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The FTC isn’t too happy with Microsoft’s Activision Blizzard layoffs

And it’s still looking to reverse the already-completed deal

A photograph of the entrance to Blizzard Entertainment in California. On an archway, letters spell out Blizzard Photo: David McNew/AFP/Getty Images
Nicole Carpenter is a senior reporter specializing in investigative features about labor issues in the game industry, as well as the business and culture of games.

Microsoft reneged on promises it made in court during its Federal Trade Commission (FTC) antitrust trial in 2023 by laying off 1,900 employees in late January, according to the FTC. FTC lawyer Imad Abyad filed a letter with the U.S. Court of Appeals for the Ninth Circuit on Wednesday, effectively telling on Microsoft. “This newly-revealed information contradicts Microsoft’s representations in this proceeding,” the FTC lawyer wrote.

Microsoft announced on Jan. 15 that it was laying off 1,900 workers from its gaming division — around 8% of that part of the company. A large portion of those layoffs were at the newly acquired Activision Blizzard. The percentage of Activision Blizzard layoffs has not been made public, but at least 899 of that 1,900 worked out of Activision Blizzard’s California offices, according to public records.

“As we move forward in 2024, the leadership of Microsoft Gaming and Activision Blizzard is committed to aligning on a strategy and an execution plan with a sustainable cost structure that will support the whole of our growing business,” CEO Phil Spencer said at the time. “Together, we’ve set priorities, identified areas of overlap, and ensured that we’re all aligned on the best opportunities for growth.”

The problem with that, Abyad wrote, is that Microsoft told the court during its FTC hearings that Microsoft and Activision Blizzard would be largely independent from each other. He then provided several examples of places where Microsoft said the “post-merger company will be structured and operated in a way that would readily enable Microsoft to divest any or all of the Activision businesses” — that is, that Activision Blizzard would remain independent.

The FTC lawyer also cited in the letter Microsoft’s intention “to maintain the pre-merger status quo” with its “vertical acquisition of Activision,” specifically contrasted with a horizontal merger, where companies often “eliminate redundancies.” Abyad’s point is that Microsoft’s stated plan to work as a vertically merged “limited-integration studio” implies it wouldn’t need to eliminate redundancies and lay off workers — at least in the FTC’s reading.

Not only are the layoffs themselves a problem, but Abyad also called out Spencer’s statement that the layoffs reduced “areas of overlap” between the two companies — which he said is inconsistent with previous statements made in court.

The $68.7 billion Microsoft and Activision Blizzard merger is already complete, so why is the FTC doing this? The FTC filed to appeal the decision to approve the merger in December, and is still hoping to stop the deal — or rather, undo it. It’s looking for the court to pause the merger so it can complete its in-house trial.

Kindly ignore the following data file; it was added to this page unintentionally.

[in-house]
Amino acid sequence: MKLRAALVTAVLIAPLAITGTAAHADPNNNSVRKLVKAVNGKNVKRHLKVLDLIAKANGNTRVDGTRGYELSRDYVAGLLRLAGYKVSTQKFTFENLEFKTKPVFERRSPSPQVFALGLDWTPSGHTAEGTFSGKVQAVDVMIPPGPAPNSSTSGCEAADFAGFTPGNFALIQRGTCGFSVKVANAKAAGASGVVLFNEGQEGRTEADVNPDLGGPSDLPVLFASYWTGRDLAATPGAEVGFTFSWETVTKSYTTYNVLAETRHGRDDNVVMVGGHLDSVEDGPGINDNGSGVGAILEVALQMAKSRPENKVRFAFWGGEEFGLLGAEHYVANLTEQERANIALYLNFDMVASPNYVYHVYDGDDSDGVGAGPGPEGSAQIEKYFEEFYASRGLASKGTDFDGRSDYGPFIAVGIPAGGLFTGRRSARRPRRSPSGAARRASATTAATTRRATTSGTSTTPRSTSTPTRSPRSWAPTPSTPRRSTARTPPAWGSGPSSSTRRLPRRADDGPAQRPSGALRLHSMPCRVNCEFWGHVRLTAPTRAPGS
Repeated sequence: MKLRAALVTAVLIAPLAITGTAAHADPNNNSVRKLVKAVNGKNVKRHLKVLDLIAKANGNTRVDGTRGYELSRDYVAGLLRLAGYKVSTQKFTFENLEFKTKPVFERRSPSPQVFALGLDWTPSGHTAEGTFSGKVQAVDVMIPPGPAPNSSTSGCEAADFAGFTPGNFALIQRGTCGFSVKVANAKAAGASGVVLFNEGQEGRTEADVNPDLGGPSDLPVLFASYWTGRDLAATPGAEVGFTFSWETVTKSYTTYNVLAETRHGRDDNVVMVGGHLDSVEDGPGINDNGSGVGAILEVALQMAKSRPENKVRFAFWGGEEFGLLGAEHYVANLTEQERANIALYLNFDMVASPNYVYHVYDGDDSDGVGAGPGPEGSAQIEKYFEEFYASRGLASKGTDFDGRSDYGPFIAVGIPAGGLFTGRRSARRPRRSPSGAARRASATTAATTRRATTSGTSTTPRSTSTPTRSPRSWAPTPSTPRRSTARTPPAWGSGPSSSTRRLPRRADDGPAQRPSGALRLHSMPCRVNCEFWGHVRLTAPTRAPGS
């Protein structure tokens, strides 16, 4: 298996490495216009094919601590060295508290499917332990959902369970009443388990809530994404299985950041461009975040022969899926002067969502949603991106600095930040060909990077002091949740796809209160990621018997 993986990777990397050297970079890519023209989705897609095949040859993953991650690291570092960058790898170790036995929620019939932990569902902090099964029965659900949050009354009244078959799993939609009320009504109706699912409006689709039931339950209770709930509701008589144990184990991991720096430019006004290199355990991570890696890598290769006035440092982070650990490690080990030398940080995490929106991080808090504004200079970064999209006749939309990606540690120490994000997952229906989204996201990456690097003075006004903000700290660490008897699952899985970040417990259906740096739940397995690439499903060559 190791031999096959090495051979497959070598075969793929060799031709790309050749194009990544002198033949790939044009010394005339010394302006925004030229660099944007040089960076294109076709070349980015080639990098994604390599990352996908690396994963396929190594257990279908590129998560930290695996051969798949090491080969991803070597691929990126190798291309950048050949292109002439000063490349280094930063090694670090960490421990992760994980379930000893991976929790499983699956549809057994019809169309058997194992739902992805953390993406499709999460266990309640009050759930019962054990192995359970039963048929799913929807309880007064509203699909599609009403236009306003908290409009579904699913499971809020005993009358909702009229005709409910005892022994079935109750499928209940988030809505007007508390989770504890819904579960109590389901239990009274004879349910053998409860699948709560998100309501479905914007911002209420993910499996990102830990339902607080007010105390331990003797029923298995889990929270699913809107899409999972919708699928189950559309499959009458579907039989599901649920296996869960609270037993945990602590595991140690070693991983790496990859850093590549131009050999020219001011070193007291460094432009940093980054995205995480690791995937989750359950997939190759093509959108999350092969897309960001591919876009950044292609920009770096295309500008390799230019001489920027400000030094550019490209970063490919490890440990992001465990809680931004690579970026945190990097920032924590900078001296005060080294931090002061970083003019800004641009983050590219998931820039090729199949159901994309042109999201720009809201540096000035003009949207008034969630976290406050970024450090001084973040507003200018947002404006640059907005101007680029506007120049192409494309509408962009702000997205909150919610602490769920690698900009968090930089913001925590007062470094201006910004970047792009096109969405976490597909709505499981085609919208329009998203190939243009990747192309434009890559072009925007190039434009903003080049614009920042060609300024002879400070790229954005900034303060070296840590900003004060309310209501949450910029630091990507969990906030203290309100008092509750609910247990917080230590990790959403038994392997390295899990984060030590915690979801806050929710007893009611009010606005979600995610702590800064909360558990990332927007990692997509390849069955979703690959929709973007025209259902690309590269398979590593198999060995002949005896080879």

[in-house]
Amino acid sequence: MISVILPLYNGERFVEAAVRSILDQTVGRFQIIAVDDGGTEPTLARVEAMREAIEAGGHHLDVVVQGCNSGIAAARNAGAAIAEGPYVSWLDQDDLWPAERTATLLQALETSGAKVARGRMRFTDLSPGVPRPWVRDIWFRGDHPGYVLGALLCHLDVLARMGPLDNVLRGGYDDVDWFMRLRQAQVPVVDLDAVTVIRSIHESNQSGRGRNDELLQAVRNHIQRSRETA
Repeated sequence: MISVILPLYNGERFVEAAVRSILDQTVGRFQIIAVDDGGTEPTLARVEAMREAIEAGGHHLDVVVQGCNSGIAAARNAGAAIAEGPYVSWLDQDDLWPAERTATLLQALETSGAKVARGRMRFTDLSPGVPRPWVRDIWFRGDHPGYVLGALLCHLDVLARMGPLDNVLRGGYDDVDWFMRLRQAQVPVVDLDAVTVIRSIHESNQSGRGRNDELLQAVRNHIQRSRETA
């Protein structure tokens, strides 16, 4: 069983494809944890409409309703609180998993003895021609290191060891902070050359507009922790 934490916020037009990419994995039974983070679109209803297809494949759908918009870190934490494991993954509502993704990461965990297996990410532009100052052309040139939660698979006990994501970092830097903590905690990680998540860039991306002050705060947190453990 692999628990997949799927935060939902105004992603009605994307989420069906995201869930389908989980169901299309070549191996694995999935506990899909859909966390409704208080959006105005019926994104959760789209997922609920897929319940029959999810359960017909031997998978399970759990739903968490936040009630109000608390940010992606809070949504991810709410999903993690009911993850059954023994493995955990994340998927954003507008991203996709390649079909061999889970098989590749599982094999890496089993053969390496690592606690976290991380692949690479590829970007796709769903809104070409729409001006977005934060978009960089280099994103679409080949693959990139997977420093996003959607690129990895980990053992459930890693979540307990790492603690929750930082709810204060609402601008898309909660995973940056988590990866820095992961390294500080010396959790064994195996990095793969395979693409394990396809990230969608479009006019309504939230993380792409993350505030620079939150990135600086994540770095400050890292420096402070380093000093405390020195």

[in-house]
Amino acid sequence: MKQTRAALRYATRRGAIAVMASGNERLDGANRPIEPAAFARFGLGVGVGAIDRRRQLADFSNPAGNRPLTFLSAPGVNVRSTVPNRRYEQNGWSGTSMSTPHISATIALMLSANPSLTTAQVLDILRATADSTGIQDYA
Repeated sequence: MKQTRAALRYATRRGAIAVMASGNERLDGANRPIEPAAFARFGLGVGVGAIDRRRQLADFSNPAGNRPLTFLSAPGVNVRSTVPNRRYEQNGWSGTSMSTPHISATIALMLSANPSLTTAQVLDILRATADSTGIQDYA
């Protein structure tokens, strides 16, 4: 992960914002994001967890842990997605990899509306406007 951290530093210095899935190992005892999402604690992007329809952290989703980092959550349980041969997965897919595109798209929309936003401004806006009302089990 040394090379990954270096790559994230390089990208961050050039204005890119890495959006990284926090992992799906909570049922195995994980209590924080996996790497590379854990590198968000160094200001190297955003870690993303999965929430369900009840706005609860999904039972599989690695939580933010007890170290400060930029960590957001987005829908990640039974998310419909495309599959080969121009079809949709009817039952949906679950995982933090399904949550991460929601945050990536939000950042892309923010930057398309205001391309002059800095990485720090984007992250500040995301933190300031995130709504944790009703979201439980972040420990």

Though getting a court to agree to that would be a major challenge, the FTC appears unfazed. It has undone mergers before, like when grocery store chain Whole Foods acquired Wild Oats Marketplace. That deal went through, but was later appealed, forcing Whole Foods to settle with the FTC by giving up the Wild Oats brand name and 32 stores in 2009, according to Reuters. The likelihood of this happening with Microsoft is slim. But if the FTC did win an appeal, it’s arguing that these layoffs make “effective relief” much harder.

San Francisco’s Court of Appeals hasn’t announced a decision.

Update (Feb. 8): Microsoft responded to the FTC’s filing with its own letter to the U.S. Court of Appeals for the Ninth Circuit in San Francisco, denying that its layoffs proved it went back on its word in court. Microsoft lawyer Rakesh Kilaru wrote that Microsoft was already considering layoffs before the merger.

“The recent announcement thus cannot be attributed fully to the merger,” Kilaru wrote. “More important, Microsoft continues fully to stand behind its representations to this Court. To be clear, while some overlap was identified and some jobs were eliminated, [...] Microsoft has structured and is operating the post-merger company in a way that will readily enable it to divest any or all of the Activision businesses as robust market participants in the unlikely event that a divestiture ultimately is ordered. This is precisely what Microsoft represented previously.”

A Microsoft spokesperson also provided Polygon with the following statement:

In continuing its opposition to the deal, the FTC ignores the reality that the deal itself has substantially changed. Since the FTC lost in court last July, Microsoft was required by the UK competition authority to restructure the acquisition globally and therefore did not acquire the cloud streaming rights to Activision Blizzard games in the United States. Additionally, Sony and Microsoft signed a binding agreement to keep Call of Duty on PlayStation on even better terms than Sony had before.

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